What You Need to Know About Power Supplies
If you are here right now, you are most likely looking for the best way to power the pedalboard you are assembling. You’ve come to the right place. Everyone here at Runway has been through this cycle and learned along the way. Learn from our mistakes and what we have found to be the most important features of power supplies.
Cheaper Isn’t Better
For starters, if you are planning on having an actual pedalboard and quality pedals, skip the daisy chain. It might seem cost-effective at the time, but if you are planning on powering multiple $200 pedals, then why start with a $20 plug? I still keep my One-Spot as a backup because it is small and, in a pinch, is great for quickly powering a couple of essential pedals for a night. Also skip the cheap power supplies you may find on Amazon, these are going to be loud and will not last anywhere near as long as a quality power supply.
Things to Know Before Buying
When you are looking through the many options, you need to take note of a few things. First, you need to know how many pedals you are going to be powering. Power supplies are typically going to range from about 5 outputs to 12 outputs on some of the larger units. This will help you narrow your search right away.
The next thing you need to take into account is whether any of your pedals have unique power requirements. Most standard pedals are going to use 9V requiring around 100mA of power. This can be slightly confusing because the outlets on a power supply will provide both the Volts and Milliamps (mA). As a musician, all you need to know is that the Volts is going to be the unit of electricity and the mA is going to be the amount. You also might have pedals that require 12V or 18V, so look at the requirements for your board and choose a power supply accordingly.
The Rules of Power (for Musicians)
Just read what your pedal needs and follow that. The quick rules are never, and I mean never, give a pedal more volts than is says that it can take. I have completely ruined a 9V reverb pedal because I accidentally plugged in an 18V power supply when I was in a hurry. NEVER mess with the suggested voltage. The rule with mA is that the mA it has listed is the minimum amount to turn it on. You can power a pedal with more mA than it says, but less than the listed amount won’t power the pedal. One example is my Boss DD-20 Giga-Delay. This pedal says it needs 9V and 200mA. My power supply only has options for 100mA or 250mA. The 100mA outlet won’t power the pedal, but the 250mA outlet does great.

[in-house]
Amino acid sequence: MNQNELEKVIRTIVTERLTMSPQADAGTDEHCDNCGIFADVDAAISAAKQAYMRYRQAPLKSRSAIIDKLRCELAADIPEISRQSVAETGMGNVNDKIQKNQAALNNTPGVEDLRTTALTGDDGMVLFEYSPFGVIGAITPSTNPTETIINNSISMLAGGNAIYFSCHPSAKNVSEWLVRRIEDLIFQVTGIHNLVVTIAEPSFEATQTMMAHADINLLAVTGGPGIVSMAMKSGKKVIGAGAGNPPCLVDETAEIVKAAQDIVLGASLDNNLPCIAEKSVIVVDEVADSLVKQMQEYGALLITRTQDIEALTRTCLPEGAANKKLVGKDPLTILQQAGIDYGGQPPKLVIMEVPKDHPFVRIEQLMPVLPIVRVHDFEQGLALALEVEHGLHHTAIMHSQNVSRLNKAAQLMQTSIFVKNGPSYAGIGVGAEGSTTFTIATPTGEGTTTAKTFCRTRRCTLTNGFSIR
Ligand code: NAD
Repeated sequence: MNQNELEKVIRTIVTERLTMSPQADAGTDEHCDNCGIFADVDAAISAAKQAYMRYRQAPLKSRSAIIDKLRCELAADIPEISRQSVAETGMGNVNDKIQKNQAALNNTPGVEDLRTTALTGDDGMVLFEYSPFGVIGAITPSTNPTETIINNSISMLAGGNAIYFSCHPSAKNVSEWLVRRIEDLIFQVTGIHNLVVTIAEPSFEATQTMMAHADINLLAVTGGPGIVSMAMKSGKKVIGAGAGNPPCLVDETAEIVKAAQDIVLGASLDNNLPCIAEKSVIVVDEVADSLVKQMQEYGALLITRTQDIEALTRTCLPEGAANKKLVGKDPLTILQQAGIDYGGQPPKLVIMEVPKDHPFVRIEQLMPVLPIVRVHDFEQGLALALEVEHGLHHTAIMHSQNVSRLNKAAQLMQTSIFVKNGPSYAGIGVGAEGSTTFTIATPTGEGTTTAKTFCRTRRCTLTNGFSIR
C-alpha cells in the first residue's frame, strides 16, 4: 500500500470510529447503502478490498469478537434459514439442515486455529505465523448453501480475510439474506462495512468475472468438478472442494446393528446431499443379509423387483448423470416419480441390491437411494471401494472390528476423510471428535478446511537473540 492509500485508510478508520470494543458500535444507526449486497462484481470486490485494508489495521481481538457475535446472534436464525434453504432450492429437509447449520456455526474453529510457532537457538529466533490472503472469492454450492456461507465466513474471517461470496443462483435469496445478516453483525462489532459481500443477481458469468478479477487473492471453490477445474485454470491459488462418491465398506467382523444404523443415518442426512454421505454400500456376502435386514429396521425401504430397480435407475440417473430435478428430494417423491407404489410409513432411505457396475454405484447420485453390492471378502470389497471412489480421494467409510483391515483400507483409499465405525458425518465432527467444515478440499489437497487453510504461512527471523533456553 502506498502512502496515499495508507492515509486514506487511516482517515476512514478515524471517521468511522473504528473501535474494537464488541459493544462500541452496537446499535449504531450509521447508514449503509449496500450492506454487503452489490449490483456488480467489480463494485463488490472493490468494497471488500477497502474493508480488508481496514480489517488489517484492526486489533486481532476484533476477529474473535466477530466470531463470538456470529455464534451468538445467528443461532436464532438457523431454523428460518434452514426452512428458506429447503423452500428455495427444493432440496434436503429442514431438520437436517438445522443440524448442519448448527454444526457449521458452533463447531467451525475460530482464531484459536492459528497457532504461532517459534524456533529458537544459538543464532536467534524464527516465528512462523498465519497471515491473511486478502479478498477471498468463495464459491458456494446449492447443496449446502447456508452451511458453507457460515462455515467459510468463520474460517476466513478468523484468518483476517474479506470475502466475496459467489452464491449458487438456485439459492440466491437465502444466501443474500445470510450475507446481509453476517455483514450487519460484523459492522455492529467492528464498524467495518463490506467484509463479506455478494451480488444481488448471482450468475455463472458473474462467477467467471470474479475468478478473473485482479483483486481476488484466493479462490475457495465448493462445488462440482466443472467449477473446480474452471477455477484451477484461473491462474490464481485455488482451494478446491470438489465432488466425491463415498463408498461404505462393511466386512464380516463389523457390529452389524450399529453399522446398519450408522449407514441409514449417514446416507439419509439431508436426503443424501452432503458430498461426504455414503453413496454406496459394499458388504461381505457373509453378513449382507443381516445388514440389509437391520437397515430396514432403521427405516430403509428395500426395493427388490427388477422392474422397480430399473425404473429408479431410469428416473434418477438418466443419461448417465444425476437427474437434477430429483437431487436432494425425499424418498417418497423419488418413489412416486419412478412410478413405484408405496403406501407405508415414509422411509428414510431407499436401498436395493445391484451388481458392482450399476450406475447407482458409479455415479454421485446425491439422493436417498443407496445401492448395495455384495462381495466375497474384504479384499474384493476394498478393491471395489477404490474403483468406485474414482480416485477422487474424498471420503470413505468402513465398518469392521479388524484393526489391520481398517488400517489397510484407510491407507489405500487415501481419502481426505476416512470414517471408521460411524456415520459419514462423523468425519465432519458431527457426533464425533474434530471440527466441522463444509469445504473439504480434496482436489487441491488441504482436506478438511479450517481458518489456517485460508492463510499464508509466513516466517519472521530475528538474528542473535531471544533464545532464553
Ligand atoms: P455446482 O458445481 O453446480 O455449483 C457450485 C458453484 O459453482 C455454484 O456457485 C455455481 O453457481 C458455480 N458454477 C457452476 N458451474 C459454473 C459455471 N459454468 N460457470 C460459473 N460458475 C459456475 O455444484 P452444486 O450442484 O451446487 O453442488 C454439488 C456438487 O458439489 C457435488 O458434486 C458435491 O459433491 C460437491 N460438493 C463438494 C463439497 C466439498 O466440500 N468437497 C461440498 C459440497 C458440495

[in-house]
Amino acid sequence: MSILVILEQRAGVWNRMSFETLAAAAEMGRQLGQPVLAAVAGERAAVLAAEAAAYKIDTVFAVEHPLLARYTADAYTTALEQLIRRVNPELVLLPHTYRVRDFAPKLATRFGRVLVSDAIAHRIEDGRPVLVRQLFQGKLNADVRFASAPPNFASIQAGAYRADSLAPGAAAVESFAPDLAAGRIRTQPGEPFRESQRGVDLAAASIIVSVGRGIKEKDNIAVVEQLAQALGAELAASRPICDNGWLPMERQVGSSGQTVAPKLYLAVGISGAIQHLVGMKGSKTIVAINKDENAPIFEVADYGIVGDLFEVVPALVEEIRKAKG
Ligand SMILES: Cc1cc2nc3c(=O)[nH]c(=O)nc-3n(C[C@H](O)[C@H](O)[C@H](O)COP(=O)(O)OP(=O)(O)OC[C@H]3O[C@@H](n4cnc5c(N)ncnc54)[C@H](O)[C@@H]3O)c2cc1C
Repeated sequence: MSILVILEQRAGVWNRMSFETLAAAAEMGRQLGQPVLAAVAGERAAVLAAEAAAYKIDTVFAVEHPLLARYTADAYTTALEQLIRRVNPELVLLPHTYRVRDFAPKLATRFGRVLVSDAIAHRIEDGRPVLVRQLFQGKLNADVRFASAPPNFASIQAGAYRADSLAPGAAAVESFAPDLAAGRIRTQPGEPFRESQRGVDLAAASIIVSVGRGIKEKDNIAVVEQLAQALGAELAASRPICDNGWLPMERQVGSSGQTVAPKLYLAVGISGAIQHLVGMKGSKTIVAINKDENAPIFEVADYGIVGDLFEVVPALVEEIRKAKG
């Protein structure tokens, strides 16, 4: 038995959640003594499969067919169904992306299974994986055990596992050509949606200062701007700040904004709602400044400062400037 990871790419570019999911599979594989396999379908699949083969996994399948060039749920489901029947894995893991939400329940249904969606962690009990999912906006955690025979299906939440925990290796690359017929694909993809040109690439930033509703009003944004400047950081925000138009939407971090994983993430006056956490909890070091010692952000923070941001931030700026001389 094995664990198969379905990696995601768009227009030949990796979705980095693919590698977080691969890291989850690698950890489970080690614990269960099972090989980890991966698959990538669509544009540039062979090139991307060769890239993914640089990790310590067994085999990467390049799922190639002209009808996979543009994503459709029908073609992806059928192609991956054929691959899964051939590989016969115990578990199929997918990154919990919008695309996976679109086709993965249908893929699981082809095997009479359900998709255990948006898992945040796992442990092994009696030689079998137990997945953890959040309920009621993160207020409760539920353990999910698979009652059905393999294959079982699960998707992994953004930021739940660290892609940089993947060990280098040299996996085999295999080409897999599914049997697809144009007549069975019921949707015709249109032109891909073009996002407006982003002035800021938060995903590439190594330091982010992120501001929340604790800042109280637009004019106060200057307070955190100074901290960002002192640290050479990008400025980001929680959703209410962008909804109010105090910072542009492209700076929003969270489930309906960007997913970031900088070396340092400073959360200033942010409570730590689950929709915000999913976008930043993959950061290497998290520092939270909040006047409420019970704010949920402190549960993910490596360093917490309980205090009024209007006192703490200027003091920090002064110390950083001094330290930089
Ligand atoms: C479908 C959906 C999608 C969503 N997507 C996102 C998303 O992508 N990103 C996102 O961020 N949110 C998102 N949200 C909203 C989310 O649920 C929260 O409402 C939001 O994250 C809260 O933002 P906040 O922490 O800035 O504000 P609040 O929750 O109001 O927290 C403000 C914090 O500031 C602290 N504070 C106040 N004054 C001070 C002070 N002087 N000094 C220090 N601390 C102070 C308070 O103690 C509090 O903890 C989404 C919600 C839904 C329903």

Know What You’re Buying
Another thing you want to consider when shopping is the quality of the power supply you are buying. This is more important than you might think. A quality power supply means that the power you are getting is clean and quiet. A cheap power supply will give you a noticeable buzz in your signal and may not be isolated. Isolated power supplies have each outlet wired separately so each pedal wouldn’t fail if one outlet failed. If you are touring, this is even more important because it needs to be able to stand up to the rigors of the road night after night. This means a power supply that is clean and built tough.
With all that in mind, you can make an informed decision about your power supply. Here at Runway Audio, we use and sell the Voodoo Labs Pedal Power. This is our favorite power supply because they are built incredibly tough and we have never seen a broken outlet on any of the touring pedalboards that come through our shop. They make everything easy. They are going to fit under almost every pedalboard and give you exactly what you need: clean, isolated power. Be sure to check them out on our site and make sure to power all your pedals correctly.